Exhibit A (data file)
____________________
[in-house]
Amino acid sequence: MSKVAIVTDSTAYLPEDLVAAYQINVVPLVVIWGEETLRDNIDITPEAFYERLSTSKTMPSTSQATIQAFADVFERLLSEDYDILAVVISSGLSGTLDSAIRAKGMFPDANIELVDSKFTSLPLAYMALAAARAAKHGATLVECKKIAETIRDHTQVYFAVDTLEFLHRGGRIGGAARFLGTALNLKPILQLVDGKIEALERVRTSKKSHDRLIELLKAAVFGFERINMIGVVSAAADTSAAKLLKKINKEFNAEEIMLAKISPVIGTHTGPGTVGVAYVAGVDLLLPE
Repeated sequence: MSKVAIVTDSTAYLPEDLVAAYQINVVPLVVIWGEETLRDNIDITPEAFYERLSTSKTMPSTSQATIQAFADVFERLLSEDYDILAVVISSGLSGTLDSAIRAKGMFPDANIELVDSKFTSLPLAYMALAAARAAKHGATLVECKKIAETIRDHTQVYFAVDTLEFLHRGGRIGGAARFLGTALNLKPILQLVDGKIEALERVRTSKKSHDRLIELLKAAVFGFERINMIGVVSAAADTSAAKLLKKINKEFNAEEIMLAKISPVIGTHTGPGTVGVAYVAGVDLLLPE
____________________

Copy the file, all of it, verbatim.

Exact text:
[in-house]
Amino acid sequence: MSKVAIVTDSTAYLPEDLVAAYQINVVPLVVIWGEETLRDNIDITPEAFYERLSTSKTMPSTSQATIQAFADVFERLLSEDYDILAVVISSGLSGTLDSAIRAKGMFPDANIELVDSKFTSLPLAYMALAAARAAKHGATLVECKKIAETIRDHTQVYFAVDTLEFLHRGGRIGGAARFLGTALNLKPILQLVDGKIEALERVRTSKKSHDRLIELLKAAVFGFERINMIGVVSAAADTSAAKLLKKINKEFNAEEIMLAKISPVIGTHTGPGTVGVAYVAGVDLLLPE
Repeated sequence: MSKVAIVTDSTAYLPEDLVAAYQINVVPLVVIWGEETLRDNIDITPEAFYERLSTSKTMPSTSQATIQAFADVFERLLSEDYDILAVVISSGLSGTLDSAIRAKGMFPDANIELVDSKFTSLPLAYMALAAARAAKHGATLVECKKIAETIRDHTQVYFAVDTLEFLHRGGRIGGAARFLGTALNLKPILQLVDGKIEALERVRTSKKSHDRLIELLKAAVFGFERINMIGVVSAAADTSAAKLLKKINKEFNAEEIMLAKISPVIGTHTGPGTVGVAYVAGVDLLLPE